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The latest version of Tiger Woods might be the greatest

From ESPN - December 5, 2017

NASSAU, Bahamas -- Tiger Woods had informally met Tommy Fleetwood on a few occasions, but it was not until Tuesday of this past week's Hero World Challenge that they actually engaged in conversation. Like just about every professional golfer in his demographic, the 26-year-old Fleetwood grew up watching Woods dominate tournaments and had always dreamed of competing against him.

Now it was happening. And here they were face-to-face, getting a chance to become acquainted.

The relationships between many of golf's up-and-coming talents and the 14-time major champion is akin to those of Woods and his old buddies of a previous generation -- players such as Mark O'Meara and John Cook -- in that he serves partly as a fellow competitor who still wants to beat 'em every week and partly as a sage mentor who can offer a more experienced player's perspective.

As if to prove that point, upon meeting Fleetwood, Woods went into full dad mode.

"When are you going to get your hair cut?" he needled the folically-friendly Fleetwood.

"My dad's been saying that to me for years," said the Englishman, who'd actually gotten a trim the day before. "Tiger's slightly better at golf than my dad, though."

Woods is an elder statesman now, his chiseled frame no mask for a thinning hairline and graying whiskers. He will readily admit it, too, crowing to anyone who will listen that "Father Time is undefeated."

It's not just his age -- he will turn 42 on Dec. 30 -- that classifies Woods among players with more miles on the tires. A rigorous practice regimen as a youth means he's probably swung at more golf balls than others his age. And four back surgeries in the past four years are enough to keep even one of the greatest golfers of all time from feeling spry.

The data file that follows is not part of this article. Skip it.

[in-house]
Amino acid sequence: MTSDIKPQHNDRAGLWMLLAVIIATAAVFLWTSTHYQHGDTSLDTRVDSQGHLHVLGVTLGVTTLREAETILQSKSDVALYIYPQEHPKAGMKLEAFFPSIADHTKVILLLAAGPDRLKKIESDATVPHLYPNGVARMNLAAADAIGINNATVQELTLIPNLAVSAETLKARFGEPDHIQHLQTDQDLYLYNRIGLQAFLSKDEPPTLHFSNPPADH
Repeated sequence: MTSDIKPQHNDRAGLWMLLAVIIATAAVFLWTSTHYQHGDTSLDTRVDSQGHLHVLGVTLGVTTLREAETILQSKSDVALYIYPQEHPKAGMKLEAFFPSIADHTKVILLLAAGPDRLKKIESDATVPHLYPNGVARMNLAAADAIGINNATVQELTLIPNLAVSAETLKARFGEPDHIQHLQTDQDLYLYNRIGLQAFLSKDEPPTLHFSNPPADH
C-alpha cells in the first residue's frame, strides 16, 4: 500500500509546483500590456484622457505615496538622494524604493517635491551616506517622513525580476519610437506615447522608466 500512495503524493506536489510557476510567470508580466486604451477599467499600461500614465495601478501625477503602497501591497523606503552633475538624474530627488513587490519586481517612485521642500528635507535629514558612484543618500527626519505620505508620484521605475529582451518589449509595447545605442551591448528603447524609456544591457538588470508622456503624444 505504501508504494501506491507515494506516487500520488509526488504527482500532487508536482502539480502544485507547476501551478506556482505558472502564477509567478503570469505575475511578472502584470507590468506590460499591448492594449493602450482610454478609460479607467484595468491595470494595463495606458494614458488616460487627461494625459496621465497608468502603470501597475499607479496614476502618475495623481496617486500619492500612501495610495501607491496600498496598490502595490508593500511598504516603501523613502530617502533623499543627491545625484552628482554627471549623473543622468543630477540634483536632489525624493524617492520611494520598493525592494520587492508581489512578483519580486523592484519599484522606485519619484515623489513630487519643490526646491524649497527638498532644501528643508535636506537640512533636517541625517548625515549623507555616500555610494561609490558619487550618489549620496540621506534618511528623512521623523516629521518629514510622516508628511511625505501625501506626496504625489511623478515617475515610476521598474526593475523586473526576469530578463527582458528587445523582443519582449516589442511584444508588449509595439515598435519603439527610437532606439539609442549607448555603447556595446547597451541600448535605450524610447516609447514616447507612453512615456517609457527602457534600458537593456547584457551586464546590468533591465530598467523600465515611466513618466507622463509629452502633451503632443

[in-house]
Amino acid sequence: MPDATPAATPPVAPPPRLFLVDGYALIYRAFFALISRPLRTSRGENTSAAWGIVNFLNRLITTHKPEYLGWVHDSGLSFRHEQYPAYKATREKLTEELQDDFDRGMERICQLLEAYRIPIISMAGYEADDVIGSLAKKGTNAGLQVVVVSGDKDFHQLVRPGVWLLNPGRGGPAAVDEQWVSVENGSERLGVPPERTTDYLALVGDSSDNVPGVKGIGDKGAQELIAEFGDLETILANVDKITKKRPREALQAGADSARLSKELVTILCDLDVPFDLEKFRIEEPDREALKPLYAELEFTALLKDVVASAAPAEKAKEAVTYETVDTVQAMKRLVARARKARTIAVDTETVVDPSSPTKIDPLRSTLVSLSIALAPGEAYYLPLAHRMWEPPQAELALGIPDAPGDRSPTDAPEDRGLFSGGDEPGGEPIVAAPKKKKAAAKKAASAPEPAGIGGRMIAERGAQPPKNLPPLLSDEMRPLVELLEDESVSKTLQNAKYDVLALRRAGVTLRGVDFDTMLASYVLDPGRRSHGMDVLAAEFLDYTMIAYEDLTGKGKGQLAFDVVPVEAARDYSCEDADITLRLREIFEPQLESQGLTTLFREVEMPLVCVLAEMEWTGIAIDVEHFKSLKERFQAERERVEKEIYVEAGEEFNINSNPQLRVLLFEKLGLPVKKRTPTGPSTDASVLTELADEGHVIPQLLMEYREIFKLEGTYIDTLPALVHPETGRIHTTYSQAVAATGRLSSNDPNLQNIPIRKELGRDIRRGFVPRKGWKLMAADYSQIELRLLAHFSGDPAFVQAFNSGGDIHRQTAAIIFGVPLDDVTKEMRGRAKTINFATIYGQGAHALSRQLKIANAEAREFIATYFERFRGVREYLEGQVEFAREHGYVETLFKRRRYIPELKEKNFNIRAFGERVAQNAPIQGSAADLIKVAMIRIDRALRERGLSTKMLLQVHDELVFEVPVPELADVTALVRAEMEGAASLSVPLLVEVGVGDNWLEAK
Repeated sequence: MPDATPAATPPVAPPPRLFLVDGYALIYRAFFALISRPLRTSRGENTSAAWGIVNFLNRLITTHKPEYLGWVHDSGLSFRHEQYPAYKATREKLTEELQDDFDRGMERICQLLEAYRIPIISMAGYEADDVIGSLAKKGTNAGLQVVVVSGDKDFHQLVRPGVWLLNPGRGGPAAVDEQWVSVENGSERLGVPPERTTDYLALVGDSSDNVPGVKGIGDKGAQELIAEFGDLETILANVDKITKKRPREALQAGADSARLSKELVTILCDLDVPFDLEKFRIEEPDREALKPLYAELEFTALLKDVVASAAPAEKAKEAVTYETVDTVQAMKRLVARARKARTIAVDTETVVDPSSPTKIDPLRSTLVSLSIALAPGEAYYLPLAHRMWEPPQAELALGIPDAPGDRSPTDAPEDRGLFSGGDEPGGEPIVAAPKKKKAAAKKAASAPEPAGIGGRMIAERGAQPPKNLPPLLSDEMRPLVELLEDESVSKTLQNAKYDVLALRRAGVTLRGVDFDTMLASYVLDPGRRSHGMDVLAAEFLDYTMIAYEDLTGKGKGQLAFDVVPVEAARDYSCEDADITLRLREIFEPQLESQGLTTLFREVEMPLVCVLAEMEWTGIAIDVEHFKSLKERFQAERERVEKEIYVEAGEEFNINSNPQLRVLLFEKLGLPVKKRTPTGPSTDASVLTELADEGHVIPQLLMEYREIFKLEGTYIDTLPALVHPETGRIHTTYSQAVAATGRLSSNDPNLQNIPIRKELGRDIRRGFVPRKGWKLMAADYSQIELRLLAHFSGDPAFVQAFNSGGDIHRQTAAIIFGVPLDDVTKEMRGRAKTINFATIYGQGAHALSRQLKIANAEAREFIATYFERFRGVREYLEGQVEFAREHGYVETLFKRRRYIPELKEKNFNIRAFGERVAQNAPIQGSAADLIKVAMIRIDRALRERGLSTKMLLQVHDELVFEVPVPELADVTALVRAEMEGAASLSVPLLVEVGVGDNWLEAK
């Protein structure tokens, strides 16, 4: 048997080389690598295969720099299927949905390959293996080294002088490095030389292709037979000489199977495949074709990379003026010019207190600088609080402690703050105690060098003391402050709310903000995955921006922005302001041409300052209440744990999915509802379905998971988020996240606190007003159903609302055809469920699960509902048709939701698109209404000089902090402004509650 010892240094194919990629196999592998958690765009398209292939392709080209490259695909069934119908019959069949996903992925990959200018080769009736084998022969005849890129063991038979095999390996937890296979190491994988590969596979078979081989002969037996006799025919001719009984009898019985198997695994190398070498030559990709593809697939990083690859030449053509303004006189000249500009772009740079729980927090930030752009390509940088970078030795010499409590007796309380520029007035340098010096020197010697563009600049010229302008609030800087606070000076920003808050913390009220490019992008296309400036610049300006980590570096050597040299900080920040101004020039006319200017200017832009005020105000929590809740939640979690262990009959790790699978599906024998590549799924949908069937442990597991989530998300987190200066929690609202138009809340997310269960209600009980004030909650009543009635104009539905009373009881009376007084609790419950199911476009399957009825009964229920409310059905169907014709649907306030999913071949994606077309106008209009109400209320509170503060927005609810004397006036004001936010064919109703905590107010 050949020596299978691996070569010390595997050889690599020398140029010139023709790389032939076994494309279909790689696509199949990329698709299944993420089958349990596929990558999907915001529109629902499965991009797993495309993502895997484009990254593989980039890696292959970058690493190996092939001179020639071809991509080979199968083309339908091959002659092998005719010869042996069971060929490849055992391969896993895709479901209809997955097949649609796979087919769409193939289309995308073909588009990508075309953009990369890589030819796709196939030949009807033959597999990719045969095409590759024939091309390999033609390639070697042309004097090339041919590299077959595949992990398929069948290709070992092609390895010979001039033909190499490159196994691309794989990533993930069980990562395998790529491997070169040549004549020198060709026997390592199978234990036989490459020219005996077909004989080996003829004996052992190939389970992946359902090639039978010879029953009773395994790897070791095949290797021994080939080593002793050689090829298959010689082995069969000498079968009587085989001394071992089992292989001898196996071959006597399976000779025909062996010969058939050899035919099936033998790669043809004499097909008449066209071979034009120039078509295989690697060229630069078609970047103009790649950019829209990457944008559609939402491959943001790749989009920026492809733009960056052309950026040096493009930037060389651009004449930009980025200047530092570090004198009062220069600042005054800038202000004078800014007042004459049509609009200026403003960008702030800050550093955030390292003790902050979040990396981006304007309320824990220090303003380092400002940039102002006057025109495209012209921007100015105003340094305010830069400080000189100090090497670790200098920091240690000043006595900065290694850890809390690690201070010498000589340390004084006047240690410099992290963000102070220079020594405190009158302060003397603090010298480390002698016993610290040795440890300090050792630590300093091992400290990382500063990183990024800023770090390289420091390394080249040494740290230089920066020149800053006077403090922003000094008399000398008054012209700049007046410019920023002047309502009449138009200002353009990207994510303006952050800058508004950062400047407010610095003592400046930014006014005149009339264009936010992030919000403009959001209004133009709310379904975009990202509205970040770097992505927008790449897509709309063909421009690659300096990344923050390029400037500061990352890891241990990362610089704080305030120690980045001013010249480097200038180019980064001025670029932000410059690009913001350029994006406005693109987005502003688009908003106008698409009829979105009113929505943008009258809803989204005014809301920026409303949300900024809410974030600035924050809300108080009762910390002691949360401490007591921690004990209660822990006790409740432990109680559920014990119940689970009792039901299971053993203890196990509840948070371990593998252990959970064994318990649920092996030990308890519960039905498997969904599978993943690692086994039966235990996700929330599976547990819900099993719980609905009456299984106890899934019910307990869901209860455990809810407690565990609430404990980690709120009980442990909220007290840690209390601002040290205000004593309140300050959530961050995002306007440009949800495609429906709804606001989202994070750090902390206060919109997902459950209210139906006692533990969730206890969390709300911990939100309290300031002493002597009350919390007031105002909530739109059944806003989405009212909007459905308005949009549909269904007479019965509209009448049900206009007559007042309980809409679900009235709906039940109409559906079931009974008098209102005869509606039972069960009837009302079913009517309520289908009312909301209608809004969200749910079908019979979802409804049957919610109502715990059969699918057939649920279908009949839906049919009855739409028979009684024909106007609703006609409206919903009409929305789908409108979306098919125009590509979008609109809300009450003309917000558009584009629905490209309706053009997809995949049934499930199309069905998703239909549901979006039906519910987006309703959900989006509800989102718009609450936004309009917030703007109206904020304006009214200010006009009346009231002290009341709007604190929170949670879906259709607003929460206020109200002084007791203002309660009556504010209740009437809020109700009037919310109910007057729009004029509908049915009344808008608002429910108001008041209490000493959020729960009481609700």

All of which makes what happened at the Hero, if it is indeed the Return of Tiger, so impressive.

It can also allow us to dream a little dream.

Picture this: Jordan Spieth, Justin Thomas, Rory McIlroy, Rickie Fowler and the bevy of next-gen talents continue competing at high levels -- only next year, they will be joined by the man they idolized growing up, a man returning to prominence for the first time in many of their careers, mirroring his performance last week with laser-beam drives and an immaculate putting stroke.

Call it the best of both worlds. Call it the perfect scenario. Call it the potential doorway to an unprecedented Golden Age in the game.

"There's probably really no words to describe it," Thomas said. "Golf's already in, I am biased, but I would say it's maybe in the best place it's been. ... It's hard to do the things that he did in terms of winning that many tournaments in a year with how deep the Tour is and just how many good, hungry young players there are. But it would be fun."

Spieth concurred, offering, "It would be awesome. I feel like the game's been in a really cool place, with younger guys being able to win. But the Tiger element absolutely accentuates anything that is good in the game right now."

Even just a year ago, there was a sense from Woods that he wanted to return not as some updated version of himself, but as the same ruthless, relentless competitor who won 79 PGA Tour titles without cracking a smile until victory was clinched.

It feels different now. There was a change this week in Tiger's tone, one that showed he's more comfortable with the elder statesman role than he was before. He's not only aware of what he means to the game, but he also might understand better than ever, after 10 months away, what the game means to him.

"I was very thankful this morning," he admitted after Thursday's opening round, his first in 301 days. "I was, in my head, thanking all the people who have helped me in giving me a chance to come back and play this round again. There were a lot of people that were instrumental in my life -- friends, outside people I have never met before, obviously my surgeon. So there have been a lot of people. I was very thankful. I made sure in my head to try and thank every one of them."

He might not be Michael Jordan with the Washington Wizards or Joe Montana with the Kansas City Chiefs or George Foreman battling tomato cans, but he's also not the fresh-faced pup in the oversized polo who took Augusta National by storm two decades ago and never looked back.

Tiger Woods discussing his legacy so far

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